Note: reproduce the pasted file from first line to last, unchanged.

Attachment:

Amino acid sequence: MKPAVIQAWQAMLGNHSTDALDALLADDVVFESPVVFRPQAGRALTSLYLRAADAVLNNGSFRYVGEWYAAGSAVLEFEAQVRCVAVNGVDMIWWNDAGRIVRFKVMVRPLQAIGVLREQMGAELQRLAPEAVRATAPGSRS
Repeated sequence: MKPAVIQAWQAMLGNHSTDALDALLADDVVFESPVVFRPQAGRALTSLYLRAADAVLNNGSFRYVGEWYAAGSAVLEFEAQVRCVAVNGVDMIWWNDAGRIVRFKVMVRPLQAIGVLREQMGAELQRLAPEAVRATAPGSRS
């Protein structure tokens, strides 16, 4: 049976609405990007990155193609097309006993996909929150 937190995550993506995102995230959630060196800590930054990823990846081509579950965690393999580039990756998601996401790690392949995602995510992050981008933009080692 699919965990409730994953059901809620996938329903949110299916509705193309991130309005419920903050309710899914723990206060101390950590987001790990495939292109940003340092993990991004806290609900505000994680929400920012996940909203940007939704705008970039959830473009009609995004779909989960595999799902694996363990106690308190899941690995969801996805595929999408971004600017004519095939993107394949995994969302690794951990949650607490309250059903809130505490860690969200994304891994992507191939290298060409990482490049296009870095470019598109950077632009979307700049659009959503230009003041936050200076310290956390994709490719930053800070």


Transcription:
Amino acid sequence: MKPAVIQAWQAMLGNHSTDALDALLADDVVFESPVVFRPQAGRALTSLYLRAADAVLNNGSFRYVGEWYAAGSAVLEFEAQVRCVAVNGVDMIWWNDAGRIVRFKVMVRPLQAIGVLREQMGAELQRLAPEAVRATAPGSRS
Repeated sequence: MKPAVIQAWQAMLGNHSTDALDALLADDVVFESPVVFRPQAGRALTSLYLRAADAVLNNGSFRYVGEWYAAGSAVLEFEAQVRCVAVNGVDMIWWNDAGRIVRFKVMVRPLQAIGVLREQMGAELQRLAPEAVRATAPGSRS
């Protein structure tokens, strides 16, 4: 049976609405990007990155193609097309006993996909929150 937190995550993506995102995230959630060196800590930054990823990846081509579950965690393999580039990756998601996401790690392949995602995510992050981008933009080692 699919965990409730994953059901809620996938329903949110299916509705193309991130309005419920903050309710899914723990206060101390950590987001790990495939292109940003340092993990991004806290609900505000994680929400920012996940909203940007939704705008970039959830473009009609995004779909989960595999799902694996363990106690308190899941690995969801996805595929999408971004600017004519095939993107394949995994969302690794951990949650607490309250059903809130505490860690969200994304891994992507191939290298060409990482490049296009870095470019598109950077632009979307700049659009959503230009003041936050200076310290956390994709490719930053800070």